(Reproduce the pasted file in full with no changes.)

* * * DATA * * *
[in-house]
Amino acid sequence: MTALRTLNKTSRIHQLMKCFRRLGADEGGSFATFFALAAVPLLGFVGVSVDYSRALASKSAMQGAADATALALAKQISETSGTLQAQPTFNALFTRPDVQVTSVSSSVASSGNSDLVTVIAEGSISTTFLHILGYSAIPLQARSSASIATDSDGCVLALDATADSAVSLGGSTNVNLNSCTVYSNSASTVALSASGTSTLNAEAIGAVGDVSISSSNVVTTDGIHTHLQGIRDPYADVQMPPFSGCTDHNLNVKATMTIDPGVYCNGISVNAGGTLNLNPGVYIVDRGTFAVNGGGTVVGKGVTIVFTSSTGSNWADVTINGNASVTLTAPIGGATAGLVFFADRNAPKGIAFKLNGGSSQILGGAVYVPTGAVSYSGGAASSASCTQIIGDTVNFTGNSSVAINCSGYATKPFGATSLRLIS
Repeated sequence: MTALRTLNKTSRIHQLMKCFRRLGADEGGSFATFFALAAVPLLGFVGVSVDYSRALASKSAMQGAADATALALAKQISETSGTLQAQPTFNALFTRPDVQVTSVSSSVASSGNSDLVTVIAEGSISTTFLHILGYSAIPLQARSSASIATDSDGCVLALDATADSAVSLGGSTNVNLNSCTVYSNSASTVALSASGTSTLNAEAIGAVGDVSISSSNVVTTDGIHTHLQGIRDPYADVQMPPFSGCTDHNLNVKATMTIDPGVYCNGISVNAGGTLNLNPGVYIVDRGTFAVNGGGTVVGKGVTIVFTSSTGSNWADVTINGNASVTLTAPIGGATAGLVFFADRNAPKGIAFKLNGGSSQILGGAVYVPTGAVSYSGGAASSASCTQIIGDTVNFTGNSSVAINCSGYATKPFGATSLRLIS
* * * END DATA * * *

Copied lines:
[in-house]
Amino acid sequence: MTALRTLNKTSRIHQLMKCFRRLGADEGGSFATFFALAAVPLLGFVGVSVDYSRALASKSAMQGAADATALALAKQISETSGTLQAQPTFNALFTRPDVQVTSVSSSVASSGNSDLVTVIAEGSISTTFLHILGYSAIPLQARSSASIATDSDGCVLALDATADSAVSLGGSTNVNLNSCTVYSNSASTVALSASGTSTLNAEAIGAVGDVSISSSNVVTTDGIHTHLQGIRDPYADVQMPPFSGCTDHNLNVKATMTIDPGVYCNGISVNAGGTLNLNPGVYIVDRGTFAVNGGGTVVGKGVTIVFTSSTGSNWADVTINGNASVTLTAPIGGATAGLVFFADRNAPKGIAFKLNGGSSQILGGAVYVPTGAVSYSGGAASSASCTQIIGDTVNFTGNSSVAINCSGYATKPFGATSLRLIS
Repeated sequence: MTALRTLNKTSRIHQLMKCFRRLGADEGGSFATFFALAAVPLLGFVGVSVDYSRALASKSAMQGAADATALALAKQISETSGTLQAQPTFNALFTRPDVQVTSVSSSVASSGNSDLVTVIAEGSISTTFLHILGYSAIPLQARSSASIATDSDGCVLALDATADSAVSLGGSTNVNLNSCTVYSNSASTVALSASGTSTLNAEAIGAVGDVSISSSNVVTTDGIHTHLQGIRDPYADVQMPPFSGCTDHNLNVKATMTIDPGVYCNGISVNAGGTLNLNPGVYIVDRGTFAVNGGGTVVGKGVTIVFTSSTGSNWADVTINGNASVTLTAPIGGATAGLVFFADRNAPKGIAFKLNGGSSQILGGAVYVPTGAVSYSGGAASSASCTQIIGDTVNFTGNSSVAINCSGYATKPFGATSLRLIS